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Pseudolarix amabilis

Pseudolarix amabilis
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Product Information
Specification

Scientific name: Pseudolarix amabilis (J.Nelson) Rehder  1919

Synonyms: Chrysolarix amabilis (J.Nelson) H.E.Moore, Laricopsis fortunei (Mayr) Mayr, Larix amabilis J.Nelson, Pseudolarix fortunei Mayr, Pseudolarix pourtetii Ferré

Common names: Chinese golden larch, Golden larch, Jin qian song (Chinese)

 

Description

Tree to 35(-45) m tall, with trunk to 2(-3) m in diameter. Bark reddish brown, grooved between narrow, scaly ridges. Crown broadly conical, with long, slender, horizontally spreading or rising branches bearing drooping side branches. Long shoots hairless, reddish brown at first, becoming dark gray with age. Short shoots with annual swellings bearing (10-)15-25(-30) needles (or their scars) separated by narrower rings of bud scars. Winter buds 2-3 mm long. Needles radiating straight out all around the short shoots, bright green, turning golden yellow in fall (hence the common names in both English and Chinese (“golden [coin] pine”), (2-)3-5.5(-7) cm long, (1.5-)2.5-3.5(-4) mm wide. Individual needles with five to seven lines of stomates in each pale green stomatal band beneath, the base gradually tapering, the tip bluntly pointed. Pollen cones 5-10 mm long on stalk 5-10 mm long, yellowish green. Seed cones (4-)6-7.5(-8) cm long, 4-5(-5.5) cm across, lime green before maturity, ripening reddish brown. Seed body (5-)6-7 mm long, the wing 20-30 mm longer, as long as the seed scales.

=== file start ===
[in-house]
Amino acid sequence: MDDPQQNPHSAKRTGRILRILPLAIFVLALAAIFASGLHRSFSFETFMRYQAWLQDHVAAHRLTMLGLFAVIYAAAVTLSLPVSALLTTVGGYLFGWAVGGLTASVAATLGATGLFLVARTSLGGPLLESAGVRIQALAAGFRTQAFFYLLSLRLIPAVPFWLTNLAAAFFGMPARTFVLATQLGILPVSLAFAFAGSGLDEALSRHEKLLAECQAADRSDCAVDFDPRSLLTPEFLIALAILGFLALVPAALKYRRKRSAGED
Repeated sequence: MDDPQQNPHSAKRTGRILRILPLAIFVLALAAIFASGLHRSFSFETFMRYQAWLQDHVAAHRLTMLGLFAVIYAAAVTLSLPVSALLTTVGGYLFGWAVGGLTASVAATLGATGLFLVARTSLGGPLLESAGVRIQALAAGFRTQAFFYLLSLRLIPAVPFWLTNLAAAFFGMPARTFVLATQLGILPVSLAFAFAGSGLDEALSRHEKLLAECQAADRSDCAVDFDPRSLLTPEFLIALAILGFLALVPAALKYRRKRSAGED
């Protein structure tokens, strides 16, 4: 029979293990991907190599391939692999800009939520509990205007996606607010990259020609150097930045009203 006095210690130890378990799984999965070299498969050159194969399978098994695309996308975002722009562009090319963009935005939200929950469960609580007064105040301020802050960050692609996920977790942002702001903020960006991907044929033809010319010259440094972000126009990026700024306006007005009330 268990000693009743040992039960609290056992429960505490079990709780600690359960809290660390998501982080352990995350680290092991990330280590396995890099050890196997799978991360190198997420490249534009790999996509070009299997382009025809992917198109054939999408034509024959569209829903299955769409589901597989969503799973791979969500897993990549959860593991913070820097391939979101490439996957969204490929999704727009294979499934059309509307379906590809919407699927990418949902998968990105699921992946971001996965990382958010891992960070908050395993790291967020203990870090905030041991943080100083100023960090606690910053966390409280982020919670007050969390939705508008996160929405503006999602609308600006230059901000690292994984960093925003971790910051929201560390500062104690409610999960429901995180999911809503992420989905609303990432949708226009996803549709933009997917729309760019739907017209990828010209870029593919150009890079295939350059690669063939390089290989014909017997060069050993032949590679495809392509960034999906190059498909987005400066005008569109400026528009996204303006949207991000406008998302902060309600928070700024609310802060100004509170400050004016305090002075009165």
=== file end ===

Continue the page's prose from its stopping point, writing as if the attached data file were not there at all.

Eastern and central China, discontinuously distributed from eastern Sichuan east to southwestern Jiangsu, Zhejiang, and central Fujian. Mixed with other conifers or deciduous hardwoods in moist, mixed forests on acidic soils; 100-1,500(-2,300) m.

 

Conservation Status

Red List Category & Criteria: Vulnerable

(Pseudolarix amabilis has a fairly restricted range and it is estimated that the area of occupancy is under 2,000 km² and may even be less than 500 km², in which case it would qualify for Endangered. The population is severely fragmented and there is continuing decline in the quality of the habitat and number of mature individuals. Habitat is being cleared for agricultural expansion, there would have been logging in the past, and the lack of regeneration (observed in one famous site) does not bode well for the future of this species. A thorough field survey of this species is required and with better information it may be that it should qualify for a more threatened category than current information indicates)

 

References

Farjon, A. (2010). A Handbook of the World's Conifers. Koninklijke Brill, Leiden.

Eckenwalder, J.E. (2009) Conifers of the World: The Complete Reference. Timber Press, Portland.

IUCN Red List of Threatened Species, International Union for Conservation of Nature and Natural Resources. Cambridge, UK /Gland, Switzerland

 

Copyright © Aljos Farjon, James E. Eckenwalder, IUCN, Conifers Garden. All rights reserved.

Product CodePSEJ2I1P31
Propagation0.0000


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